24,000 minutes on the Internet
By Janna Quitney Anderson and Lee Rainie, Special to USA Today
ELON, N.C. — The downtown here is about two blocks long, maybe three if you include the quaint town hall/police station, a compact one-story brick building with a gazebo out back.
The quiet Ashley Woods neighborhood in this town of about 6,000 in the middle of North Carolina is not closely tied to a high-tech hub, nor are its residents icons of wired America.
Yet the Internet has become an important tool for many.
Earlier this year, families in Ashley Woods opened their homes to researchers from Elon University and the Pew Internet & American Life Project for the study “One Neighborhood, One Week on the Internet.”
The findings are not statistically representative of the USA as a whole, but they provide a snapshot of how the Internet has made its way into the everyday lives of everyday Americans.
Participants kept detailed diaries of their Net use; researchers gathered the data and interviewed the 25 families, representing 65 people of all ages, in depth. Overall, they spent nearly 24,000 minutes online that week in January, an average of 52 minutes per person each day.
Not only is the time significant; so is the Internet”s impact on their lives.
Health. Many in Ashley Woods use the Internet as a tool in making vital health decisions. One woman decided to have a hysterectomy after studying her health problems online, and others have used the Internet for lifestyle-influencing research on cancer, healthy diets, gluten intolerance and febrile seizures.
Family. Parents and children often surf the Internet together. An adoption is being planned based on online information. Many people have expanded their social networks by restoring ties to old friends and family members online. One family researched its history through several generations.
Business. Several families have set up Internet-based businesses out of their homes, and many do business research and e-mail from home. A local cooperative-extension agent receives pictures of bugs and fungi as e-mail attachments and advises residents on how to combat them; a professional groundskeeper gets landscaping ideas from Web sources; and one man took online courses to earn a business certification and help change his career.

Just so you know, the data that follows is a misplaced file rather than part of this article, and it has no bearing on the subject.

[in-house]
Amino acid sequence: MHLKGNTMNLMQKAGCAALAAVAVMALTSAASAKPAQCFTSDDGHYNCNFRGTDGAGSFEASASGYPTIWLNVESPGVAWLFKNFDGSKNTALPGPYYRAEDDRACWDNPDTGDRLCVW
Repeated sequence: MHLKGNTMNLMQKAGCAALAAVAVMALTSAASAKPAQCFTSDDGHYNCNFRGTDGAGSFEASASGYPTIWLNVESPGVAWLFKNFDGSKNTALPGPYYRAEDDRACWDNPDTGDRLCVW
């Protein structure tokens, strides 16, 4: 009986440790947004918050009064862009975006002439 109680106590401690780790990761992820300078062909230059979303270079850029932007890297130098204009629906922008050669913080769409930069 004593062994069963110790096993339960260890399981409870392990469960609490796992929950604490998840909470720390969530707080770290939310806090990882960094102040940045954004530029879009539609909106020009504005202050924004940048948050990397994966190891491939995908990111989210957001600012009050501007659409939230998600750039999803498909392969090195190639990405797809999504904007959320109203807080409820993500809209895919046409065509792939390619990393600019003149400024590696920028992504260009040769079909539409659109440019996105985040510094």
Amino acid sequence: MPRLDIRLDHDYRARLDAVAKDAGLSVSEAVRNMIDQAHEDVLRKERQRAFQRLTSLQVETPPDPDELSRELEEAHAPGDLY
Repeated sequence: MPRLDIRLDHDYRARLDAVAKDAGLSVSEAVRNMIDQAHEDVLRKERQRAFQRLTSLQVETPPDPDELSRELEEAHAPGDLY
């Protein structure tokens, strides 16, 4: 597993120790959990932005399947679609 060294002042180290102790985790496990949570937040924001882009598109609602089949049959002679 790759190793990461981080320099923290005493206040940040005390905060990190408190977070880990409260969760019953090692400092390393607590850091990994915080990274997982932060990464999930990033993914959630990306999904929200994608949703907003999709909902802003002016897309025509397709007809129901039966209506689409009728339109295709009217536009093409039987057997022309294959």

Passions. One man adds to his antique tools collection through the auction site eBay; music files are downloaded by almost every teenager; many scooters and Harry Potter books have been acquired from online sources; residents follow their favorite sports teams and/or stocks daily online; and church meetings are planned via e-mail.
Purchases. Despite the well-recited woes of dot-com companies and the local presence of Wal-Mart and Kmart superstores, there is a notable amount of e-commerce in the neighborhood. A car, a prom dress, custom draperies, beef jerky, computers, concert tickets, electronic equipment, dog food and furnace filters have been purchased from Internet-based businesses across the nation. Few major purchases are made without gathering product information online at the outset, and most vacations are planned via the Web.
The Internet activities of the Ashley Woods families were recorded by 25 students at Elon University, working in partnership with Pew.
Meet the Internet Families:
The Blairs take care of family and business
Morris family finds wheels and a lawyer
Hunters run hot and cold on the Net
Blumes home in on health